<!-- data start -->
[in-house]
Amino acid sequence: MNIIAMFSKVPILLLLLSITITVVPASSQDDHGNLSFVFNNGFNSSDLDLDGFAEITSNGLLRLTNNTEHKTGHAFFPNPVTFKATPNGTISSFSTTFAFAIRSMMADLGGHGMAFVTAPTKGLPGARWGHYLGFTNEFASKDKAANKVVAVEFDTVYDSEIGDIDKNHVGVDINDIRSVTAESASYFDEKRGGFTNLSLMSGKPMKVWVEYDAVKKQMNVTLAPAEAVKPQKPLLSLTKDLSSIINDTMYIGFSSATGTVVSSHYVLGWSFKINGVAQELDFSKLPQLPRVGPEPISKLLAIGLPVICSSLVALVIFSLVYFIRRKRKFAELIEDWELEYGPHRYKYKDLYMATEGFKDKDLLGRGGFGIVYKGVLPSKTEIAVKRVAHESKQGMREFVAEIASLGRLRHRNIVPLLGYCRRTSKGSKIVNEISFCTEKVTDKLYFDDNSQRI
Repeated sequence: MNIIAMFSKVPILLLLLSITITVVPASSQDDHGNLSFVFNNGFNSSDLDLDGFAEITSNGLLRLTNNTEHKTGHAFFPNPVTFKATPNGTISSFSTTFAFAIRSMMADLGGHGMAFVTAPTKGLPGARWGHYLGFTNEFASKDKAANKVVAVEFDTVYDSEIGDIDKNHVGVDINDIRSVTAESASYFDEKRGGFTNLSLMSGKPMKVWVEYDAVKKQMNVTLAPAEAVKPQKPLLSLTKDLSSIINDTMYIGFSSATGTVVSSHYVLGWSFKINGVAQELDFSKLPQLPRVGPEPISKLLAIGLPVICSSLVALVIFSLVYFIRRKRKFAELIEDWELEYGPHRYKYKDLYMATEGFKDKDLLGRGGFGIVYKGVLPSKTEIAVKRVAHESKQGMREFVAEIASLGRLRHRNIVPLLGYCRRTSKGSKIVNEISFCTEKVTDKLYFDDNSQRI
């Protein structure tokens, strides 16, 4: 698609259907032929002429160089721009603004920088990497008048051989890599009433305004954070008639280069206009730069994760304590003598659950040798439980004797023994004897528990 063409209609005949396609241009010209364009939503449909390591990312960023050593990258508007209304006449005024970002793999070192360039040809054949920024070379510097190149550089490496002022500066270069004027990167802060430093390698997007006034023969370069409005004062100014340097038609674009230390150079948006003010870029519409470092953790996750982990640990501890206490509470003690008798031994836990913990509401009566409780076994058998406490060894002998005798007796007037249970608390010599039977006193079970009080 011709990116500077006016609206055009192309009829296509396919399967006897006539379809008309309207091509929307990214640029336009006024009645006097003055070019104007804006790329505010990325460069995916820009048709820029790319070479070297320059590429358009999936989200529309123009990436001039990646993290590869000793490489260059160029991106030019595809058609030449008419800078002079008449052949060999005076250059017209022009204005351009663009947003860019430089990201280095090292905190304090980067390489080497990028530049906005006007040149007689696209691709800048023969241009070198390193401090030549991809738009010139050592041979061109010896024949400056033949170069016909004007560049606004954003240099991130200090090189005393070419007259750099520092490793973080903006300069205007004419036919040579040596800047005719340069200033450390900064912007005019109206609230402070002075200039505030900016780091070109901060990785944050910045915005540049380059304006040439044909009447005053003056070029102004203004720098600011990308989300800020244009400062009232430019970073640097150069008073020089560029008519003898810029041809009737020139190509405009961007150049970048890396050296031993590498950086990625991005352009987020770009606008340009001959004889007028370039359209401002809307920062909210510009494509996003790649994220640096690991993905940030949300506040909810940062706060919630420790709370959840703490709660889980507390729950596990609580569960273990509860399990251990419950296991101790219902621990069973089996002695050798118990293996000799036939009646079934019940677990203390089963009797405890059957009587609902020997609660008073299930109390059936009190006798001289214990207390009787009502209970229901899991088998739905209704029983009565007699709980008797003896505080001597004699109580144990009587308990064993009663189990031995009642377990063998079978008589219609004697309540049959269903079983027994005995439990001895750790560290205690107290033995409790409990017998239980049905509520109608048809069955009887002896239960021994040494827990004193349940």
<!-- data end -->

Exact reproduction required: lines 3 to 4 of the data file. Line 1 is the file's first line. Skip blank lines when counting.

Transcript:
Repeated sequence: MNIIAMFSKVPILLLLLSITITVVPASSQDDHGNLSFVFNNGFNSSDLDLDGFAEITSNGLLRLTNNTEHKTGHAFFPNPVTFKATPNGTISSFSTTFAFAIRSMMADLGGHGMAFVTAPTKGLPGARWGHYLGFTNEFASKDKAANKVVAVEFDTVYDSEIGDIDKNHVGVDINDIRSVTAESASYFDEKRGGFTNLSLMSGKPMKVWVEYDAVKKQMNVTLAPAEAVKPQKPLLSLTKDLSSIINDTMYIGFSSATGTVVSSHYVLGWSFKINGVAQELDFSKLPQLPRVGPEPISKLLAIGLPVICSSLVALVIFSLVYFIRRKRKFAELIEDWELEYGPHRYKYKDLYMATEGFKDKDLLGRGGFGIVYKGVLPSKTEIAVKRVAHESKQGMREFVAEIASLGRLRHRNIVPLLGYCRRTSKGSKIVNEISFCTEKVTDKLYFDDNSQRI
């Protein structure tokens, strides 16, 4: 698609259907032929002429160089721009603004920088990497008048051989890599009433305004954070008639280069206009730069994760304590003598659950040798439980004797023994004897528990 063409209609005949396609241009010209364009939503449909390591990312960023050593990258508007209304006449005024970002793999070192360039040809054949920024070379510097190149550089490496002022500066270069004027990167802060430093390698997007006034023969370069409005004062100014340097038609674009230390150079948006003010870029519409470092953790996750982990640990501890206490509470003690008798031994836990913990509401009566409780076994058998406490060894002998005798007796007037249970608390010599039977006193079970009080 011709990116500077006016609206055009192309009829296509396919399967006897006539379809008309309207091509929307990214640029336009006024009645006097003055070019104007804006790329505010990325460069995916820009048709820029790319070479070297320059590429358009999936989200529309123009990436001039990646993290590869000793490489260059160029991106030019595809058609030449008419800078002079008449052949060999005076250059017209022009204005351009663009947003860019430089990201280095090292905190304090980067390489080497990028530049906005006007040149007689696209691709800048023969241009070198390193401090030549991809738009010139050592041979061109010896024949400056033949170069016909004007560049606004954003240099991130200090090189005393070419007259750099520092490793973080903006300069205007004419036919040579040596800047005719340069200033450390900064912007005019109206609230402070002075200039505030900016780091070109901060990785944050910045915005540049380059304006040439044909009447005053003056070029102004203004720098600011990308989300800020244009400062009232430019970073640097150069008073020089560029008519003898810029041809009737020139190509405009961007150049970048890396050296031993590498950086990625991005352009987020770009606008340009001959004889007028370039359209401002809307920062909210510009494509996003790649994220640096690991993905940030949300506040909810940062706060919630420790709370959840703490709660889980507390729950596990609580569960273990509860399990251990419950296991101790219902621990069973089996002695050798118990293996000799036939009646079934019940677990203390089963009797405890059957009587609902020997609660008073299930109390059936009190006798001289214990207390009787009502209970229901899991088998739905209704029983009565007699709980008797003896505080001597004699109580144990009587308990064993009663189990031995009642377990063998079978008589219609004697309540049959269903079983027994005995439990001895750790560290205690107290033995409790409990017998239980049905509520109608048809069955009887002896239960021994040494827990004193349940």